meal (or escape being a meal) and a date were
    selected over others.

23
Natural Selection at work
ltBird of Paradisegt
24
Charles Darwin--The Theory
  • In 1842, he wrote out a 35 page pencil sketch of
    his ideas.
  • In 1844, he expanded it to 231 pages, put the
    manuscript in a safe with some money and
    instructions to publish it after he was dead.
  • He wrote to Lyle, Hooker, Huxley and others,
    explaining his theory. He continued research on
    the theory of natural selection.

25
Charles Darwin--The Theory
  • In 1845, he wrote, In my wildest daydream, I
    never expect more than to show that there are two
    sides to the question of the immutability of
    species. (Irvine)
  • During the next few years, he corresponded with
    Alfred Russell Wallace, a naturalist in Indonesia
    whose observations were leading him in the
    direction Darwin had gone. But Wallaces ideas
    were tentative and undeveloped.

26
Darwin--The Impetus to Publish
  • The bombshell came on June 18, 1858. Alfred
    Russel Wallace sent Darwin a long letter
    outlining his new theory of species emerging,
    reaching the same conclusions in an uncanny
    parallel to the way that Darwin had.

27
Charles Darwin--The Theory
  • In 1859, Darwin published On The Origin of
    Species.

28
Darwins Three Premises
  • Creatures produce more offspring than can
    survive.
  • There is great variation within a species.
  • Some of that variation is passed on to future
    generations.

29
Darwins First Premise
  • Creatures produce more offspring than can
    survive.
  • From Robert Malthus, Darwin got the idea that
    the population of a species grows faster than the
    food supply therefore, there will be a
    competitive struggle for food. In the process of
    the struggle for food, those more fit will live.

30
Darwins Second Premise
  • There is great variation within a species.
  • From his travels on the Beagle, on which he
    collected thousands of specimens, as well as in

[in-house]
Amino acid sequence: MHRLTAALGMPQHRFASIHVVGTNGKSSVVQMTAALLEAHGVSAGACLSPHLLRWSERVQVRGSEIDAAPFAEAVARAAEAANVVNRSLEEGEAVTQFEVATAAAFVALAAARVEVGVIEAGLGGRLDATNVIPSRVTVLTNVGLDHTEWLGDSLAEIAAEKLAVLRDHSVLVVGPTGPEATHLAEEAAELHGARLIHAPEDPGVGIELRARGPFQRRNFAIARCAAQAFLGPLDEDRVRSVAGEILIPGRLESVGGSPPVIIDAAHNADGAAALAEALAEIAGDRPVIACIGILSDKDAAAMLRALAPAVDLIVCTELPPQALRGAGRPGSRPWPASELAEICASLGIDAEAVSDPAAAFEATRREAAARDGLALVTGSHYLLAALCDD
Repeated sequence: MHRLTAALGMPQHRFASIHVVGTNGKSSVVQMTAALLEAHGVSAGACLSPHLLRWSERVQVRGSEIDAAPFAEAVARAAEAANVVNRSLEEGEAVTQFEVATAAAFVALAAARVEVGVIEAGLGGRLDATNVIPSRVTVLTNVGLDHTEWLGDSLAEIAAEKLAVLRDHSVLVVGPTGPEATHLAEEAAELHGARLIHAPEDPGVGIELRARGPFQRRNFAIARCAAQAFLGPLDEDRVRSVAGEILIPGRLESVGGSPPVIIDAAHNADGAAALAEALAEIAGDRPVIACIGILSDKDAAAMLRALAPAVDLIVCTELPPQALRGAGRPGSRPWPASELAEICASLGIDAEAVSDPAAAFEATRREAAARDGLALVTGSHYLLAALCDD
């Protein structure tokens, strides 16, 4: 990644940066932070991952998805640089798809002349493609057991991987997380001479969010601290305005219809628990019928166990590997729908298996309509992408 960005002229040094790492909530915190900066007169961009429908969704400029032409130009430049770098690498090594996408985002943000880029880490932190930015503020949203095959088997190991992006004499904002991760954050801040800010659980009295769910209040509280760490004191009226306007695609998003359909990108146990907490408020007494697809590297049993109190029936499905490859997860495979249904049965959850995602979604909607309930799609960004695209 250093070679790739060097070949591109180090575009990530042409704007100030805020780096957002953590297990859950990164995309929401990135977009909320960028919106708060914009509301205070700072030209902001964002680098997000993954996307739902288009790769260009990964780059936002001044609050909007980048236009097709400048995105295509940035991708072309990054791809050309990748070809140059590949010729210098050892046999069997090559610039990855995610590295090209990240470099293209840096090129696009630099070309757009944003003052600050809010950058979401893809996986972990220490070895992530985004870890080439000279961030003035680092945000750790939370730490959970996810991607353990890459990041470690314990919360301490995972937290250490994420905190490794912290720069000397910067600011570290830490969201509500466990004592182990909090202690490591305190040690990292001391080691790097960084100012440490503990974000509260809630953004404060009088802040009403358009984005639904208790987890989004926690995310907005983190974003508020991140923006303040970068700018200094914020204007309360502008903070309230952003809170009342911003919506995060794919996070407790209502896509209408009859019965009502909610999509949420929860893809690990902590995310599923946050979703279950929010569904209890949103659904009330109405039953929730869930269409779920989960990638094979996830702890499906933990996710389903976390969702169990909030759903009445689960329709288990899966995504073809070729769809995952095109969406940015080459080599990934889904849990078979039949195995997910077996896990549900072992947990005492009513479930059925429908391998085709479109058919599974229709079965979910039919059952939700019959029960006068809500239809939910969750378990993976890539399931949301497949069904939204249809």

his observations of pigeons, dogs, other
    domesticated animals, and the human species,
    Darwin observed a huge variety within a species.
    Even within this class, we all vary.

31
Darwins Third Premise
  • Some of that variation is passed on to future
    generations.
  • Although Darwin had not read Mendel, he knew, as
    we do, that some of the variation that randomly
    occurs within a species is passed on. For
    example, people born with an extra finger
    (polydactyly) often had descendants with extra
    digits. Sheep with thicker wool were bred
    (artificially selected) to produce offspring with
    thicker wool. Cows giving more milk are bred to
    produce offspring who also give more milk.

32
Darwins Conclusion-- 1Natural Selection
  • In a natural setting, through natural selection,
    any variation (i. e. mutation) that helps an
    organism adapt to the environment, i.e., get
    food, escape predators, and find a mate, is most
    likely to be passed on.

33
Darwins Conclusion-- 2Varieties could become
new Species
  • Given the geologic age of the earth outlined by
    Lyle, the variation occurring within a species
    could become so great that varieties would become
    new species.
  • Given enough time, all species could have evolved
    from one prototype.

34
Evolution -- Fact or Theory?
  • Since descent with modification, Darwins idea
    of evolution, is a fact, what is the big
    controversy over Darwins theory?
  • Dogs, which come from one common ancestor, have
    evolved into great varieties.
  • Cows give more milk, pigs have less fat, tomatoes
    are larger, sheep have more wool, turkeys have